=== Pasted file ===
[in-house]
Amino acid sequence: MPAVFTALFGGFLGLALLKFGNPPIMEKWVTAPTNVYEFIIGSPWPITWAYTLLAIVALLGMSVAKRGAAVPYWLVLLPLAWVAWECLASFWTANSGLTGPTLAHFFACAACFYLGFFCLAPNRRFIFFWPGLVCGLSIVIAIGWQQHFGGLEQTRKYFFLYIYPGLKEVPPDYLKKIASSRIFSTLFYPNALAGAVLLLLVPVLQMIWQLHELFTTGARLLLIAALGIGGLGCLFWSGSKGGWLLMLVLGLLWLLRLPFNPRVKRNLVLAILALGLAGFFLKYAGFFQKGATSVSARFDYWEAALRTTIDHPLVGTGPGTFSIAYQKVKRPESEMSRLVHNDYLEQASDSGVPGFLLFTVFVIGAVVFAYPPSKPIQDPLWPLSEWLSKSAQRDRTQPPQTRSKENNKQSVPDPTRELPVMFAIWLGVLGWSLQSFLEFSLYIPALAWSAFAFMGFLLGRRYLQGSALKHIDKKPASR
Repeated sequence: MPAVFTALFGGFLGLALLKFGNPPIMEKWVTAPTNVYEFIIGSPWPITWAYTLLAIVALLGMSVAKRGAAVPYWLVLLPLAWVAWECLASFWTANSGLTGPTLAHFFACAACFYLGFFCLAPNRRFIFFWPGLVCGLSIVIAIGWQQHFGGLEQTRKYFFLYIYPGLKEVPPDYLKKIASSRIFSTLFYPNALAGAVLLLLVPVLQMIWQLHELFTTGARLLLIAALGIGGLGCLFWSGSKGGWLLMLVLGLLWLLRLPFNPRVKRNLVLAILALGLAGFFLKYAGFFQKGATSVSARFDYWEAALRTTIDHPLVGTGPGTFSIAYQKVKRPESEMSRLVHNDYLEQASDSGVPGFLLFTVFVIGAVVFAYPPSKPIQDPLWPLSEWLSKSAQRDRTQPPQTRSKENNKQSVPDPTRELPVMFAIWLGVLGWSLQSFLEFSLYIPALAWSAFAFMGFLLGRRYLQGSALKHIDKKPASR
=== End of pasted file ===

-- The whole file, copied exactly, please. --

[in-house]
Amino acid sequence: MPAVFTALFGGFLGLALLKFGNPPIMEKWVTAPTNVYEFIIGSPWPITWAYTLLAIVALLGMSVAKRGAAVPYWLVLLPLAWVAWECLASFWTANSGLTGPTLAHFFACAACFYLGFFCLAPNRRFIFFWPGLVCGLSIVIAIGWQQHFGGLEQTRKYFFLYIYPGLKEVPPDYLKKIASSRIFSTLFYPNALAGAVLLLLVPVLQMIWQLHELFTTGARLLLIAALGIGGLGCLFWSGSKGGWLLMLVLGLLWLLRLPFNPRVKRNLVLAILALGLAGFFLKYAGFFQKGATSVSARFDYWEAALRTTIDHPLVGTGPGTFSIAYQKVKRPESEMSRLVHNDYLEQASDSGVPGFLLFTVFVIGAVVFAYPPSKPIQDPLWPLSEWLSKSAQRDRTQPPQTRSKENNKQSVPDPTRELPVMFAIWLGVLGWSLQSFLEFSLYIPALAWSAFAFMGFLLGRRYLQGSALKHIDKKPASR
Repeated sequence: MPAVFTALFGGFLGLALLKFGNPPIMEKWVTAPTNVYEFIIGSPWPITWAYTLLAIVALLGMSVAKRGAAVPYWLVLLPLAWVAWECLASFWTANSGLTGPTLAHFFACAACFYLGFFCLAPNRRFIFFWPGLVCGLSIVIAIGWQQHFGGLEQTRKYFFLYIYPGLKEVPPDYLKKIASSRIFSTLFYPNALAGAVLLLLVPVLQMIWQLHELFTTGARLLLIAALGIGGLGCLFWSGSKGGWLLMLVLGLLWLLRLPFNPRVKRNLVLAILALGLAGFFLKYAGFFQKGATSVSARFDYWEAALRTTIDHPLVGTGPGTFSIAYQKVKRPESEMSRLVHNDYLEQASDSGVPGFLLFTVFVIGAVVFAYPPSKPIQDPLWPLSEWLSKSAQRDRTQPPQTRSKENNKQSVPDPTRELPVMFAIWLGVLGWSLQSFLEFSLYIPALAWSAFAFMGFLLGRRYLQGSALKHIDKKPASR